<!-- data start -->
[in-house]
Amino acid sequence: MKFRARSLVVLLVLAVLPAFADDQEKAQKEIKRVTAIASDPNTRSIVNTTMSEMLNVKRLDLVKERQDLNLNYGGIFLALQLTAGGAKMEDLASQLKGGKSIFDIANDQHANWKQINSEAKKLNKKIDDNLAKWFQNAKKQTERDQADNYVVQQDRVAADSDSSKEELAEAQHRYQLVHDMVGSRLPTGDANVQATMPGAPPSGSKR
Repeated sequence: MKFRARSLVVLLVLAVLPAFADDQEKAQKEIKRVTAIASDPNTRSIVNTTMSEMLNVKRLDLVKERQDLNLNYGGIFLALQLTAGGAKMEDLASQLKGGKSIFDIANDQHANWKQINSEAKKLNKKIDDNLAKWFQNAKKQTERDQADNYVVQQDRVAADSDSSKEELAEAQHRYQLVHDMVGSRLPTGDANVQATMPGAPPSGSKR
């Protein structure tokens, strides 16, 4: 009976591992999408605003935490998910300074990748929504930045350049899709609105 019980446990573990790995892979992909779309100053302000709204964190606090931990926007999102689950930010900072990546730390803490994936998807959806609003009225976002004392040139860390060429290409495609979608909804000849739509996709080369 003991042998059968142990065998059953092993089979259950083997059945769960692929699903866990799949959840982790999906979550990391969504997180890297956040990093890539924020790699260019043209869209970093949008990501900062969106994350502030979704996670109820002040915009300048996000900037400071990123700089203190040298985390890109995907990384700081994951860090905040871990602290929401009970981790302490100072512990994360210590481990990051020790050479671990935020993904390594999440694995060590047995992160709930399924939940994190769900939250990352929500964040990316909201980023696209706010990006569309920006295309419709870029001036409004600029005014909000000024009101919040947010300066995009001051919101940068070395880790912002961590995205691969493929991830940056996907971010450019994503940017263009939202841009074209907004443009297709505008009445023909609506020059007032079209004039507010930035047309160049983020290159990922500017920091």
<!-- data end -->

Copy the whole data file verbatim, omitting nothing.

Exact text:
[in-house]
Amino acid sequence: MKFRARSLVVLLVLAVLPAFADDQEKAQKEIKRVTAIASDPNTRSIVNTTMSEMLNVKRLDLVKERQDLNLNYGGIFLALQLTAGGAKMEDLASQLKGGKSIFDIANDQHANWKQINSEAKKLNKKIDDNLAKWFQNAKKQTERDQADNYVVQQDRVAADSDSSKEELAEAQHRYQLVHDMVGSRLPTGDANVQATMPGAPPSGSKR
Repeated sequence: MKFRARSLVVLLVLAVLPAFADDQEKAQKEIKRVTAIASDPNTRSIVNTTMSEMLNVKRLDLVKERQDLNLNYGGIFLALQLTAGGAKMEDLASQLKGGKSIFDIANDQHANWKQINSEAKKLNKKIDDNLAKWFQNAKKQTERDQADNYVVQQDRVAADSDSSKEELAEAQHRYQLVHDMVGSRLPTGDANVQATMPGAPPSGSKR
């Protein structure tokens, strides 16, 4: 009976591992999408605003935490998910300074990748929504930045350049899709609105 019980446990573990790995892979992909779309100053302000709204964190606090931990926007999102689950930010900072990546730390803490994936998807959806609003009225976002004392040139860390060429290409495609979608909804000849739509996709080369 003991042998059968142990065998059953092993089979259950083997059945769960692929699903866990799949959840982790999906979550990391969504997180890297956040990093890539924020790699260019043209869209970093949008990501900062969106994350502030979704996670109820002040915009300048996000900037400071990123700089203190040298985390890109995907990384700081994951860090905040871990602290929401009970981790302490100072512990994360210590481990990051020790050479671990935020993904390594999440694995060590047995992160709930399924939940994190769900939250990352929500964040990316909201980023696209706010990006569309920006295309419709870029001036409004600029005014909000000024009101919040947010300066995009001051919101940068070395880790912002961590995205691969493929991830940056996907971010450019994503940017263009939202841009074209907004443009297709505008009445023909609506020059007032079209004039507010930035047309160049983020290159990922500017920091």